Meeting Abstract

S8-1.3  Friday, Jan. 6  Exploration in Development: implications for the costs, consequences and evolution of phenotypic plasticity SNELL-ROOD, Emilie; University of Minnesota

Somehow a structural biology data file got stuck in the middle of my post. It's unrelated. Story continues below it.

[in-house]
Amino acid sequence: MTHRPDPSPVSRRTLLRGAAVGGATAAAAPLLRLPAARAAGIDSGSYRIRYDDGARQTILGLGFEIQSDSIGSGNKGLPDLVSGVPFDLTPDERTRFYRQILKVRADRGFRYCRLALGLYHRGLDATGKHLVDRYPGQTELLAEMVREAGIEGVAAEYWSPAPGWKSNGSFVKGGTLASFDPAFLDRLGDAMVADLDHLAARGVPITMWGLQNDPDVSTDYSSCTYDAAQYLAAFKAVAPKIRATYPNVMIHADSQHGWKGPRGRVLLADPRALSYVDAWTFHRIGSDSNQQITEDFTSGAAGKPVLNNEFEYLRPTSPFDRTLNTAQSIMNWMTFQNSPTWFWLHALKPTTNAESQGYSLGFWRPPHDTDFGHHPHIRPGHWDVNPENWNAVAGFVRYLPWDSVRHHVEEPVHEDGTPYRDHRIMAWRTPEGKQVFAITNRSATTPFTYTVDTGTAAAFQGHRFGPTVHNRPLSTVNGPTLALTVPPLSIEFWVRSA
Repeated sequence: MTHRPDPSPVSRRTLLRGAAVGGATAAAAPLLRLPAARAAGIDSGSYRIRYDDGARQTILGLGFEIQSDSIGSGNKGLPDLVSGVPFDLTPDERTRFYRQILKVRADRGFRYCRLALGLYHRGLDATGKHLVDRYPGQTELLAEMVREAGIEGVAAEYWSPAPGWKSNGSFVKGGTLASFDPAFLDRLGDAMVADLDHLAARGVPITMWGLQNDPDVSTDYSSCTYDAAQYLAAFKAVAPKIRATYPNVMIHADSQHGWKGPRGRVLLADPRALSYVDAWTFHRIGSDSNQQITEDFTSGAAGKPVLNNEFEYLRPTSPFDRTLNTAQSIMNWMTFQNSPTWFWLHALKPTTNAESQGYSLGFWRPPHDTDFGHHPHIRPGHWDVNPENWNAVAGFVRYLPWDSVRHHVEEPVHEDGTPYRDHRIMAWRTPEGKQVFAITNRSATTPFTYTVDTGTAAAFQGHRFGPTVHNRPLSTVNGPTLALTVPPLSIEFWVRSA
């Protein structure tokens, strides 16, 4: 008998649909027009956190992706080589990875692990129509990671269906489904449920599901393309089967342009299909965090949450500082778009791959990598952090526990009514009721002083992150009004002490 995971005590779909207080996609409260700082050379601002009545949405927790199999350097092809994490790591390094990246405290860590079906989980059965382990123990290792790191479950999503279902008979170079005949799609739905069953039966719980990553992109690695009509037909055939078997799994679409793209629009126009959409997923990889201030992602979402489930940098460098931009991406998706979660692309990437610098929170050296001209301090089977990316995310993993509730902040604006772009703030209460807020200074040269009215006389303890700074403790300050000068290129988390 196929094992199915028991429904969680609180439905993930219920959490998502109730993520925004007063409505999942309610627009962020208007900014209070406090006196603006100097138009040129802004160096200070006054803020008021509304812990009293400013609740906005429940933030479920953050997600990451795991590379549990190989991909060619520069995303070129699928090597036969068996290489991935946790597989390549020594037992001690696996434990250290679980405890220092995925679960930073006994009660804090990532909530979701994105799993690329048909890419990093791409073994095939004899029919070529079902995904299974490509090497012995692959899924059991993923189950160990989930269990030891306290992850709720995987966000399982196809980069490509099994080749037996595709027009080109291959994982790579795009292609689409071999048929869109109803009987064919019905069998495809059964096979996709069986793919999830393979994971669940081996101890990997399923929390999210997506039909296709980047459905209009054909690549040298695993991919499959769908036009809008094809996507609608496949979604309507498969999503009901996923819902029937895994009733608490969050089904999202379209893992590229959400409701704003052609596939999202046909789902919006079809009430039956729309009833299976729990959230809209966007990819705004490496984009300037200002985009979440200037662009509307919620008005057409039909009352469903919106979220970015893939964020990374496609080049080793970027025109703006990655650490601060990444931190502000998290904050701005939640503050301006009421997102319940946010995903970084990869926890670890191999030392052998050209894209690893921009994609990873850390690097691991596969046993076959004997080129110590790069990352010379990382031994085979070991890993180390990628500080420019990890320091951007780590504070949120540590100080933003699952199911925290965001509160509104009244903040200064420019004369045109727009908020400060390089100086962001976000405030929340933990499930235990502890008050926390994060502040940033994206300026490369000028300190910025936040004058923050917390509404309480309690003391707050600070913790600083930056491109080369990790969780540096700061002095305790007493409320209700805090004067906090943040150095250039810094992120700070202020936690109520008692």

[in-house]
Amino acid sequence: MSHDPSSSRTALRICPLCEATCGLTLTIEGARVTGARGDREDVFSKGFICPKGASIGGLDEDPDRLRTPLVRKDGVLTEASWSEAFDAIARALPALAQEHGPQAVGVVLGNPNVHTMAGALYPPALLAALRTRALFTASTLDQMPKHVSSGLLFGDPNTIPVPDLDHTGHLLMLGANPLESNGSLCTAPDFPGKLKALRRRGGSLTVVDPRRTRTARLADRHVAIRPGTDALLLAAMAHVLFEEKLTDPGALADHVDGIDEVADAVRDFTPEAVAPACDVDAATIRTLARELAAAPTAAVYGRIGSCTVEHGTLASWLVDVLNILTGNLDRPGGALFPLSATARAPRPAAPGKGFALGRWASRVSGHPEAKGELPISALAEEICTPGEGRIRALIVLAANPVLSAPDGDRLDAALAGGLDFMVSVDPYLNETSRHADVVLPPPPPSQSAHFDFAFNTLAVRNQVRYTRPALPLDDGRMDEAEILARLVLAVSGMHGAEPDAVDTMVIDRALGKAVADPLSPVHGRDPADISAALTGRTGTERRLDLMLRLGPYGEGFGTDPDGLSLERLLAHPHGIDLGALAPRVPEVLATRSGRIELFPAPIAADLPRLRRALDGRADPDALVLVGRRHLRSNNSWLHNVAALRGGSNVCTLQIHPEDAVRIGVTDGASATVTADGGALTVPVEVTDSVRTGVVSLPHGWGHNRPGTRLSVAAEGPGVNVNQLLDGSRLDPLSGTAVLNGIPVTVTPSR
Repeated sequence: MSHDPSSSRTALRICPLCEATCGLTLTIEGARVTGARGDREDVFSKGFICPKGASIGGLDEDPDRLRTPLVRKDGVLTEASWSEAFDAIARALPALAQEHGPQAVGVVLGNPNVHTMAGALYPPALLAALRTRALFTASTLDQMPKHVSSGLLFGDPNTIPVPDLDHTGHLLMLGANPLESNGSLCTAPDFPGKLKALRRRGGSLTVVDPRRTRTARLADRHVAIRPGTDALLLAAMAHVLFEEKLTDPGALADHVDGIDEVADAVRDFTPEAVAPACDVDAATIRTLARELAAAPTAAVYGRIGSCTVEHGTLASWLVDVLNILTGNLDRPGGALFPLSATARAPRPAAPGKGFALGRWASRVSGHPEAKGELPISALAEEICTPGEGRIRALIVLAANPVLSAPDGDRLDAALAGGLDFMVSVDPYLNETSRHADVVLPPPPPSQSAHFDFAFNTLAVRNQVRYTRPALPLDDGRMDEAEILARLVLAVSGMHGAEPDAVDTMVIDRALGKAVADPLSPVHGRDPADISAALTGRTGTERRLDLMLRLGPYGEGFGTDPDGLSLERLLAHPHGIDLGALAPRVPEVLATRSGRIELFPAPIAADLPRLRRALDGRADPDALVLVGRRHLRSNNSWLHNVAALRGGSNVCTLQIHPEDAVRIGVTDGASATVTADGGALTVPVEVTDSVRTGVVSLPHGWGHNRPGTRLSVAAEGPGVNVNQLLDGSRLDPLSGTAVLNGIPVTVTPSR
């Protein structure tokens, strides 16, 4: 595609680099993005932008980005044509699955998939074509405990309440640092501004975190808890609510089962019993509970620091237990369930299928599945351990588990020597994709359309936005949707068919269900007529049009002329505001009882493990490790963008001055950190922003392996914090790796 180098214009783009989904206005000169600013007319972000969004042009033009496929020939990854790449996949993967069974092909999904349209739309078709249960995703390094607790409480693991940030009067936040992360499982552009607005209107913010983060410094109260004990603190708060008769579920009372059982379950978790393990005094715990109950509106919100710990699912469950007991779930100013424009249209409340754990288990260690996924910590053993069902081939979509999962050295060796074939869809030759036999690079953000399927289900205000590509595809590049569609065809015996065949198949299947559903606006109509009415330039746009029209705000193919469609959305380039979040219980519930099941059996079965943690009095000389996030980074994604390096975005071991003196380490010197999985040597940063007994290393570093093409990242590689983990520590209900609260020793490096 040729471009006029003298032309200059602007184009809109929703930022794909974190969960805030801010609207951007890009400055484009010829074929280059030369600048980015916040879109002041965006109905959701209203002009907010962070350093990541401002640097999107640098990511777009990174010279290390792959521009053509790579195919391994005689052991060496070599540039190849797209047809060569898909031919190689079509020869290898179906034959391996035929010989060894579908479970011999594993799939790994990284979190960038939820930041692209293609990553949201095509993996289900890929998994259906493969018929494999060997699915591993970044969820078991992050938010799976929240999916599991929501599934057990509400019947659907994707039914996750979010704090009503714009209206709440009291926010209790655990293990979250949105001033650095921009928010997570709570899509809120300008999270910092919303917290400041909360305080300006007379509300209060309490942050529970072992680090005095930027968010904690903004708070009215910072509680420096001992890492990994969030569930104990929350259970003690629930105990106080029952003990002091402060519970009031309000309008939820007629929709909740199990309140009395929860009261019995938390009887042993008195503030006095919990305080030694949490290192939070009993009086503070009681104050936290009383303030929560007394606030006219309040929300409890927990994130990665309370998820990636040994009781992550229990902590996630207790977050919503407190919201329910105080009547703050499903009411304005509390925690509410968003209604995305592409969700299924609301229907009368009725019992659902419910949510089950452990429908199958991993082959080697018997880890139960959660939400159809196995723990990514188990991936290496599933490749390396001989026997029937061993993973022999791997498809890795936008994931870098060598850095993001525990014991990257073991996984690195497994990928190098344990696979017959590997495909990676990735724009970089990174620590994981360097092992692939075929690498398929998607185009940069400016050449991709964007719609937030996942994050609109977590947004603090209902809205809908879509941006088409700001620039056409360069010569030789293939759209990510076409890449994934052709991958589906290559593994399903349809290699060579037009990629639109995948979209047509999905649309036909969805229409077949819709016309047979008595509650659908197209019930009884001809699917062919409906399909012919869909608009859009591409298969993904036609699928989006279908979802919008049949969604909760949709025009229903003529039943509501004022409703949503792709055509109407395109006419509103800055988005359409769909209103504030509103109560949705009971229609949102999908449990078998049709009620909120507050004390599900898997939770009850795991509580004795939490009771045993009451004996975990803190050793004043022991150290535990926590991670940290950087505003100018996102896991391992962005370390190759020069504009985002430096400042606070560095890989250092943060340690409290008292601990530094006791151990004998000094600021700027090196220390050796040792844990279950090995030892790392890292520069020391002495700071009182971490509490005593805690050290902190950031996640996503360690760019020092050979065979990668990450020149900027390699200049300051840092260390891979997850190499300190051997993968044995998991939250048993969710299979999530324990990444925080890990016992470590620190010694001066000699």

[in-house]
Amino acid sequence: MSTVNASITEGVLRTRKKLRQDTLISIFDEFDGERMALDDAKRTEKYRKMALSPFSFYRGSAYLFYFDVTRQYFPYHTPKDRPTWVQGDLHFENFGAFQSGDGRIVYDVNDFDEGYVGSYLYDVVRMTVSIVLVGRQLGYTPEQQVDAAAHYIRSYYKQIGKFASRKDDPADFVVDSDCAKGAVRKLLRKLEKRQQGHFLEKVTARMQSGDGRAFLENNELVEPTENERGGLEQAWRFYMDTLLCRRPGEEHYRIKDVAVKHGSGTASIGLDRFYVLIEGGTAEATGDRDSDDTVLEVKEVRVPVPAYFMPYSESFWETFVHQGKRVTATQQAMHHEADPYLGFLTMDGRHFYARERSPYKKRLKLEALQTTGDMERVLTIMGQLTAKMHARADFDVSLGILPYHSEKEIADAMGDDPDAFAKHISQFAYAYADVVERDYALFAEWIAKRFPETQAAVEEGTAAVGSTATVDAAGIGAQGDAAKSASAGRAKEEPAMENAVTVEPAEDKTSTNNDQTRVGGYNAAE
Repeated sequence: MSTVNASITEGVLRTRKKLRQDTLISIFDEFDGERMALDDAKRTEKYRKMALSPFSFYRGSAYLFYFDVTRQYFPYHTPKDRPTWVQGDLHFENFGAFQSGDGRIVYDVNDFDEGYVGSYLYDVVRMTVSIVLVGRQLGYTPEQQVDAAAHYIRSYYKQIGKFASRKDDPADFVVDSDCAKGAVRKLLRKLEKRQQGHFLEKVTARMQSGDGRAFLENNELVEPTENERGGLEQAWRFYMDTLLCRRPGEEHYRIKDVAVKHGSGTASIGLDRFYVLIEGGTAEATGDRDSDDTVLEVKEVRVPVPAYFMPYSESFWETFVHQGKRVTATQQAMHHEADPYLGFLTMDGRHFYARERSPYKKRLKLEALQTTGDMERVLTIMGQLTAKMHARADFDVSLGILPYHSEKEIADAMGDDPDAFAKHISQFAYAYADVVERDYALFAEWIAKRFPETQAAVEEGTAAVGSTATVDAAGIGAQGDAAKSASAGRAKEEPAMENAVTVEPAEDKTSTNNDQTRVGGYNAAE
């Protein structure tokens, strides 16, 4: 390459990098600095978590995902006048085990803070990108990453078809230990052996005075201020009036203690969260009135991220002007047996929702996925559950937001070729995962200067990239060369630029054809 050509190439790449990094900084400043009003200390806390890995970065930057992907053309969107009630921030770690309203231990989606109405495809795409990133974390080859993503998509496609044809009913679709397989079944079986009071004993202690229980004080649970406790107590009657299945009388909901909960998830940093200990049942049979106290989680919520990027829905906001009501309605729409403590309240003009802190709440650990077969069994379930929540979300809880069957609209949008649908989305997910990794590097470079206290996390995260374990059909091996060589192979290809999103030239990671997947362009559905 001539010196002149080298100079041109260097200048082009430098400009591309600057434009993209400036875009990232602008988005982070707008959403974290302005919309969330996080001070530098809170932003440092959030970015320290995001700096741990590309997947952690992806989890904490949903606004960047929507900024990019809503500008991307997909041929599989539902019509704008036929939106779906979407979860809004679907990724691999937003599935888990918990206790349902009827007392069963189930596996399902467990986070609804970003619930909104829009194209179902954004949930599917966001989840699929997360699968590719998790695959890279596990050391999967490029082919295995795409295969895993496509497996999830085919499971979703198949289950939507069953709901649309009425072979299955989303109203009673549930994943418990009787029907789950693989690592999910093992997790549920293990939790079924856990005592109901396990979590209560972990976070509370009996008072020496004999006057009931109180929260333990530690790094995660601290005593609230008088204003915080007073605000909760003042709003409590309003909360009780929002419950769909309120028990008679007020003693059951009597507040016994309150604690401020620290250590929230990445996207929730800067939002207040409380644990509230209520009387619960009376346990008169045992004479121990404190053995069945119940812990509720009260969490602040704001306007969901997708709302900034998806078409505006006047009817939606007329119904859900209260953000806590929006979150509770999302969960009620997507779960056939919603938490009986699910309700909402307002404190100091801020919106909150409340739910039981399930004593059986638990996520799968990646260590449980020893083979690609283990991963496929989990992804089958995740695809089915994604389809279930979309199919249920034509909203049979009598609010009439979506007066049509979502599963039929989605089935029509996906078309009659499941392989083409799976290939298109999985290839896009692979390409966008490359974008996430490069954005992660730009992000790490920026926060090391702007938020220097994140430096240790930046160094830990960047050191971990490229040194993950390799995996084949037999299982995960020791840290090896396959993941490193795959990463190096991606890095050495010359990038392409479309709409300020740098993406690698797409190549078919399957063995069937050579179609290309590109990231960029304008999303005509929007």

Exploration, or “phenotype sampling,” is a common theme in development, from the growth of muscles and the circulatory system to learning and acquired immunity. This talk argues that applying a perspective focused on exploratory mechanisms is necessary for understanding the evolution of phenotypic plasticity and complex traits more generally. Greater investment in exploration, in particular with the possibility of environmental feedback, increases the probability that an individual will develop a phenotype best matched to the local environment. However, such exploration is costly in terms of time, energy and investment in the machinery necessary to process information. This suggests that evolutionary increases in phenotypic plasticity will require major life history changes such as increased development time and investment in individual offspring. This talk discusses implications of this focus on exploration in development, from predicting adaptive responses to novel environments to understanding other mechanisms of plasticity.